How do we the people as a whole ensure the spirit of the law reflects the spirit of all of its people, both at the point where law is created and at the point at which it is interpreted?
I’ll point to Brown v. Board of Education as an example of the kind of change which might not have been realized had the Court been led by a different Justice who could not grasp the intangible damages. What if had been Justice Fred Vinson leading the court instead of Justice Earl Warren? Would we have seen this:
We come then to the question presented: Does segregation of children in public schools solely on the basis of race, even though the physical facilities and other “tangible” factors may be equal, deprive the children of the minority group of equal educational opportunities? We believe that it does.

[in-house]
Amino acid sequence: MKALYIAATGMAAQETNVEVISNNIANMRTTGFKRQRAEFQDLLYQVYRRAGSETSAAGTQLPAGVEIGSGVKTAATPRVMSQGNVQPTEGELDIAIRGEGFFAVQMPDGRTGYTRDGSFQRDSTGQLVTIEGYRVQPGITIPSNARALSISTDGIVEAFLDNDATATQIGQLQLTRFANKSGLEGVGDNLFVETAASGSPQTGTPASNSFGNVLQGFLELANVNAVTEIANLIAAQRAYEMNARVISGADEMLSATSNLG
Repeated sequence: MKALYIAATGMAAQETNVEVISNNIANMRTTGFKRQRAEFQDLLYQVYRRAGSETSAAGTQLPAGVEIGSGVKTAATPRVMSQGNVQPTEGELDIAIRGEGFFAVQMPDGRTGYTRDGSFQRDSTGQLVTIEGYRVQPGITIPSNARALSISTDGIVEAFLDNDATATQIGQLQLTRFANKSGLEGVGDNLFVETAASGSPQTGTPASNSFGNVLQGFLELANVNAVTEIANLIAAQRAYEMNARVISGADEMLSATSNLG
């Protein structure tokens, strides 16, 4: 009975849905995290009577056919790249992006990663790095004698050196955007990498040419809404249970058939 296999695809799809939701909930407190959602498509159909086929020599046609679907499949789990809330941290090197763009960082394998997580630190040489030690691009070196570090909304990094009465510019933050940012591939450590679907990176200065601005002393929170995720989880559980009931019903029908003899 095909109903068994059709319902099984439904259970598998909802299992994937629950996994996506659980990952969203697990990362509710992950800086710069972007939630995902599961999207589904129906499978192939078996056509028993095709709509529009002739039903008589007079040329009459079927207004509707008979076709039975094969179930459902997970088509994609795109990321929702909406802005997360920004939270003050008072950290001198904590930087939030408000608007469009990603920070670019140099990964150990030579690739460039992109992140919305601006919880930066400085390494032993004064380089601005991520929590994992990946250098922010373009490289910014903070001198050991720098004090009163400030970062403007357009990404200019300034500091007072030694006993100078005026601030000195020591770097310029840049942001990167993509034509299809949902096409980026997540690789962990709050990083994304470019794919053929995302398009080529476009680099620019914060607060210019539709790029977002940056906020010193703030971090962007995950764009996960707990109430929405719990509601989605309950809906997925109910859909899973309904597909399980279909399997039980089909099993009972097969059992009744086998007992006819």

In Sweatt v. Painter, supra, in finding that a segregated law school for Negroes could not provide them equal educational opportunities, this Court relied in large part on “those qualities which are incapable of objective measurement but which make for greatness in a law school.” In McLaurin v. Oklahoma State Regents, supra, the Court, in requiring that a Negro admitted to a white graduate school be treated like all other students, again resorted to intangible considerations: “. . . his ability to study, to engage in discussions and exchange views with other students, and, in general, to learn his profession.” [p*494] Such considerations apply with added force to children in grade and high schools. To separate them from others of similar age and qualifications solely because of their race generates a feeling of inferiority as to their status in the community that may affect their hearts and minds in a way unlikely ever to be undone. The effect of this separation on their educational opportunities was well stated by a finding in the Kansas case by a court which nevertheless felt compelled to rule against the Negro plaintiffs:Segregation of white and colored children in public schools has a detrimental effect upon the colored children. The impact is greater when it has the sanction of the law, for the policy of separating the races is usually interpreted as denoting the inferiority of the negro group. A sense of inferiority affects the motivation of a child to learn. Segregation with the sanction of law, therefore, has a tendency to [retard] the educational and mental development of negro children and to deprive them of some of the benefits they would receive in a racial[ly] integrated school system. [n10]Whatever may have been the extent of psychological knowledge at the time of Plessy v. Ferguson, this finding is amply supported by modern authority. [n11] Any language[p495] in Plessy v. Ferguson contrary to this finding is rejected.